You are looking at 1 - 3 of 3 items for
- Author or Editor: Donald Cox x
Isolation of plant roots from soil or substrate for biomass measurement is time-consuming and can be a limiting factor influencing experimental designs, especially with mature woody plants. An electric-powered root separator was developed that sped sample preparation for root dry mass determination with a capacity of 40 L of container substrate or 32 kg of sandy soil. No water was required for machine operation and an estimated fourfold reduction in total processing time was achieved. Extent of root recovery was quantified by processing five woody plant species grown in two different container substrates and in soil, resulting in a minimum yield of 98%.
15Nitrogen uptake, allocation, and leaching losses from soil were quantified during spring, for 4-year-old bearing `Redblush' grapefruit (Citrus × paradisi Macf.) trees on rootstocks that impart contrasting growth rates. Nine trees on either the fast-growing `Volkamer' lemon (VL) (C. volkameriana Ten & Pasq.) or nine on the slower-growing sour orange (SO) (C. aurantium L.) rootstocks were established in drainage lysimeters filled with Candler fine sand and fertilized with 30 split applications of N, totaling 76, 140, or 336 g·year-1 per tree. A single application of double-labeled ammonium nitrate (15NH 15 4NO3, 20% enriched) was applied at each rate to replicate trees, in late April. Leaves, fibrous roots, soil, and leachates were intensively sampled from each treatment over the next 29 days, to determine the fate of the 15NH 15 4NO3 application. Newly developing spring leaves and fruit formed dominant competitive sinks for 15N, accounting for between 40% and 70% of the total 15N taken up by the various treatments. Large fruit loads intercepted up to 20% of this 15N, at the expense of spring flush development, to the detriment of overall tree N status in low-N trees. Nitrogen supply at less than the currently recommended yearly rate of 380 g/tree exceeded the requirements of 4-year-old grapefruit trees on SO rootstock; however, larger trees on VL rootstock took up the majority of 15N from this rate over the 29-day period. Nitrogen-use efficiency declined with increasing N rate, irrespective of rootstock. The residual amounts of 15N remaining in the soil profile under SO trees after this time represented a significant N leaching potential from these sandy soils. Therefore, under these conditions, present N recommendations appear adequate for rootstocks that impart relatively fast growth rates to Citrus trees, but seem excessive for trees on slower-growing rootstock species.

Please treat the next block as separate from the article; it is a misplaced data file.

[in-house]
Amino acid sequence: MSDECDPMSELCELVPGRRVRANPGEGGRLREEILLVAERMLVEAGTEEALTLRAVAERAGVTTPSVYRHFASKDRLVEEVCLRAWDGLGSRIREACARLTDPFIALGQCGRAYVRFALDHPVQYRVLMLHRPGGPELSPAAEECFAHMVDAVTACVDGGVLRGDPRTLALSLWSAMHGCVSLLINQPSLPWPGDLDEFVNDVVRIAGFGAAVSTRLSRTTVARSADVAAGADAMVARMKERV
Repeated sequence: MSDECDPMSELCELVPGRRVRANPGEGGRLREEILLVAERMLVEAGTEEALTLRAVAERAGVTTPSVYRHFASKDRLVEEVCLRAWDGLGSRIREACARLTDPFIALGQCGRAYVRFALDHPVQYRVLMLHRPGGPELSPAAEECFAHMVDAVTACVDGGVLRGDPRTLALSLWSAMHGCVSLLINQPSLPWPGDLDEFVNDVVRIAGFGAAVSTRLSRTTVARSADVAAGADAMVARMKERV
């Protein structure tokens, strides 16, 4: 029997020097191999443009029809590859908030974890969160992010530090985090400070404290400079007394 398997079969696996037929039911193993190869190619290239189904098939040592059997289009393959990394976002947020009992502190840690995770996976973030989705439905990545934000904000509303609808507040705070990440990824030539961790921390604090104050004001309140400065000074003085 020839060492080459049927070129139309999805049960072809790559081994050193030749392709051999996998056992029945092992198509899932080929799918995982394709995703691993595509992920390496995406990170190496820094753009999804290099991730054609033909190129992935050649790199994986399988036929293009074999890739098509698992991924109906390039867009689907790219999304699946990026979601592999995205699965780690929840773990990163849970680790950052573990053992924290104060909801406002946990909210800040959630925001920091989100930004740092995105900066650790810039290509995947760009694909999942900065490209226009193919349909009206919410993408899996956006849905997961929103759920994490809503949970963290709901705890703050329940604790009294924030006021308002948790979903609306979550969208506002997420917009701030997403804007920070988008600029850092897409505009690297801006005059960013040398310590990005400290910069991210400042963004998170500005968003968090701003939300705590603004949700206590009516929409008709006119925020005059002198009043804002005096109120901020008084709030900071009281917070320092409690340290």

Diploid zonal geraniums (Pelargonium ×hortorum) are able to resist attack by small arthropod pests such as the two-spotted spider mite (Tetranychus urticae Koch) when exudate produced by tall glandular trichomes contains a high percentage of ω5-unsaturated anacardic acids. Trichomes of susceptible plants exude primarily saturated anacardic acids. Inbred mite-resistant and -susceptible geraniums were reciprocally crossed and the F1, F2, and backcross generations were examined for anacardic acid composition and trichome density. Selected F2 plants were bioassayed for resistance to two-spotted spider mites. High concentrations of ω5-unsaturated anacardic acids in resistant plants are conditioned by a single dominant allele. We propose that inheritance of tall glandular trichome density can be controlled by a small number of loci (possibly as few as one) exhibiting codominance. F2, with low densities of tall glandular trichomes and producing ω5-unsaturated anacardic acids, displayed effective resistance to two-spotted spider mites as measured by mite mortality and fecundity. A genetic model for the biosynthesis of anacardic acids is proposed.